Originally Published: May 11, 2010
by Emily Goodman
Connie Hsu, assistant editor at Little, Brown Books for Young Readers, discussed the perils and responsibilities of world-building at the March 16 professional lecture, entitled “How You Get to Play God and Learn to Use Your Powers Responsibly.”
The lecture was devised, Hsu said, because Little, Brown receives many fantasy manuscripts and the editors frequently find these manuscripts need stronger “world-building.” This skill, she emphasized, isn’t only used in fantasy: every fiction manuscript, including historical fiction and contemporary realistic fiction, builds its own world, and it must be believable. “You’re asking readers to forget what they know is real and trust you instead,” Hsu explained.
“The three steps to building a believable world,” Hsu said, “are creating the setting, the rules, and the reality.”
The setting is the time and place where the story’s action takes place. Hsu suggests treating the setting like a character which interacts with the other characters and the plot. As an exercise, she recommends trying to evoke a time and a place without giving the year and locale up front; this forces the writer to be more descriptive. She also recommends using all the senses and being consistent. “Too often, writers forget to follow through. Characters come in from the rain and are completely dry. Tell us about their wet shoes and dripping hair!”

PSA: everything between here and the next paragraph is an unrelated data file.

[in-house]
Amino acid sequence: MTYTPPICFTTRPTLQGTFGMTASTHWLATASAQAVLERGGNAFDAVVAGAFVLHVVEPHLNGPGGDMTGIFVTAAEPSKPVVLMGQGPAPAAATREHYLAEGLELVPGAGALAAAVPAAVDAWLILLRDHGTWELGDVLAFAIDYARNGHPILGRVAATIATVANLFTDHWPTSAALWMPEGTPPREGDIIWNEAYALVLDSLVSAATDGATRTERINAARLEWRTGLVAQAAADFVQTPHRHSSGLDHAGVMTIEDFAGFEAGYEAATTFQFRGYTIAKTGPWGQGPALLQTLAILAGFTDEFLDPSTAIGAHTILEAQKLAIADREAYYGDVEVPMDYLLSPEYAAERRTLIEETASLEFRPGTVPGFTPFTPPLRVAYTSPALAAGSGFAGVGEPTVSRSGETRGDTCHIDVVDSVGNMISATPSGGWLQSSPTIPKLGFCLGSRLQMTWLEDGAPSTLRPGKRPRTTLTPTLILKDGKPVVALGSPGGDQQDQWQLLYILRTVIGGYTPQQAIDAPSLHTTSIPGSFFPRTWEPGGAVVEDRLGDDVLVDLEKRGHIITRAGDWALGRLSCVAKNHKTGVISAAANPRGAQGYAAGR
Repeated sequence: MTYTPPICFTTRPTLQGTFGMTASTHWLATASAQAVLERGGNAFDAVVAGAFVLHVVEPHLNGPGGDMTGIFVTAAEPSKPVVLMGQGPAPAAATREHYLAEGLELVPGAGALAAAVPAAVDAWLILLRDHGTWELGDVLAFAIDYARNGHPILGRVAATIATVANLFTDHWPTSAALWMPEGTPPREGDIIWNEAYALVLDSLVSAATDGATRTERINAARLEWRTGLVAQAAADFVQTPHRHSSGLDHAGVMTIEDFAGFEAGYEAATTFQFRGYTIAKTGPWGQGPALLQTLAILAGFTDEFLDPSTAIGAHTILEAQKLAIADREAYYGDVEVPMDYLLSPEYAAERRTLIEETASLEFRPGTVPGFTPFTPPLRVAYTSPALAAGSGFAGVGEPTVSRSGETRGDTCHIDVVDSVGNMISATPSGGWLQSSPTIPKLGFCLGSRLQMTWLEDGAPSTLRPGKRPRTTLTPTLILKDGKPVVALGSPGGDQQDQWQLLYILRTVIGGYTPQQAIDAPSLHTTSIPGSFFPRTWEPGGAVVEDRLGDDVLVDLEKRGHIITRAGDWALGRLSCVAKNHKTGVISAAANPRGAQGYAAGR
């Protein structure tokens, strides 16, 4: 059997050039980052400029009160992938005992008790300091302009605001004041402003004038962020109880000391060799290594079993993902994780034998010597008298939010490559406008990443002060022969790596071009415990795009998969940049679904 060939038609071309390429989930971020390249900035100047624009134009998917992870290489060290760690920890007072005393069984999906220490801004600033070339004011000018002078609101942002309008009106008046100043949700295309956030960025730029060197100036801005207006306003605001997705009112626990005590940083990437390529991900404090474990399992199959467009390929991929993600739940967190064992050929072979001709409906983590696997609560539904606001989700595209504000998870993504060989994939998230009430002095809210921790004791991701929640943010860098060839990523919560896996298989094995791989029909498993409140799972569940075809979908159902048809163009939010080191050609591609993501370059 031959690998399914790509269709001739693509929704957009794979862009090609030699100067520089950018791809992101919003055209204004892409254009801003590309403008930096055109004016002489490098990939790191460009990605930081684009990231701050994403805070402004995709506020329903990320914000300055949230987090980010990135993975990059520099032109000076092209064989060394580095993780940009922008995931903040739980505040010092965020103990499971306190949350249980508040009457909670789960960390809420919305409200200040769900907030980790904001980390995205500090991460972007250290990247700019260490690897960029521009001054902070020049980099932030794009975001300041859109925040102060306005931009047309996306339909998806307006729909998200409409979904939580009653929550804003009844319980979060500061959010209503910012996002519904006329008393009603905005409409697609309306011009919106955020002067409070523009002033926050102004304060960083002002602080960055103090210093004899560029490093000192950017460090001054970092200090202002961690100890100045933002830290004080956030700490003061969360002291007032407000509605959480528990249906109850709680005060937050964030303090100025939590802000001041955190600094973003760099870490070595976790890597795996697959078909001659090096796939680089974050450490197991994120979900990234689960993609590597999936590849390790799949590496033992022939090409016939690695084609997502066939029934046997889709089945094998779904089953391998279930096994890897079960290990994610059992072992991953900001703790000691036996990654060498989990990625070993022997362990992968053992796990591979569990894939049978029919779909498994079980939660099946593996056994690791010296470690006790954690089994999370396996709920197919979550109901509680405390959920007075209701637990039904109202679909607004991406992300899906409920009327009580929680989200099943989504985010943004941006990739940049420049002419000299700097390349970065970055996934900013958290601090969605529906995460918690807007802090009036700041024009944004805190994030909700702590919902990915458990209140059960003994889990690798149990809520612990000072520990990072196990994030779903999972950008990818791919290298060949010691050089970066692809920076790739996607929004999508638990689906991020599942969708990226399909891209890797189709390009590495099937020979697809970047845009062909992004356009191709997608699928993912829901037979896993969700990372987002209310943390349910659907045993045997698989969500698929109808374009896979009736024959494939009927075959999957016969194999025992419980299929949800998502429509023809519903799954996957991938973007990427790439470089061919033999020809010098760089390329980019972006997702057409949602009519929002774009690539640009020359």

The rules of a world are its limitations and are paramount in making a world believable to the reader. “Things are done differently in different worlds. Think about how differently you would go shopping in New York City than in Alabama,” said Hsu. “Writers need to know how things are done in their world. How do people get water? Food? Shelter? How do they run errands? Where do they live?”
Creating reality means convincing the reader that the world is real. Hsu advises writers to be consistent and accurate. “Keep track of the days of the week, so you don’t accidentally send your characters to school on Sunday,” Hsu advises. “Fact-check everything! Do lions purr? How long would it actually take to repair a bus? Inaccuracies will be noticed by someone and will throw them out of the story.” She recommends that writers do more background research than they will actually use. “Find out ‘what’ and ‘why’ things are done in a particular world. For example, if you think a medieval character would wear leather gloves, find out why.” “Once you know your reality, don’t be afraid to make the rules,” she said. “It’s the limitations that make the story interesting.”
Following these rules means you are playing God responsibly in the world of your book!
Emily Goodman wrote the award-winning picture book Plant Secrets (Charlesbridge, 2009) and is working on other nonfiction and a fantasy novel.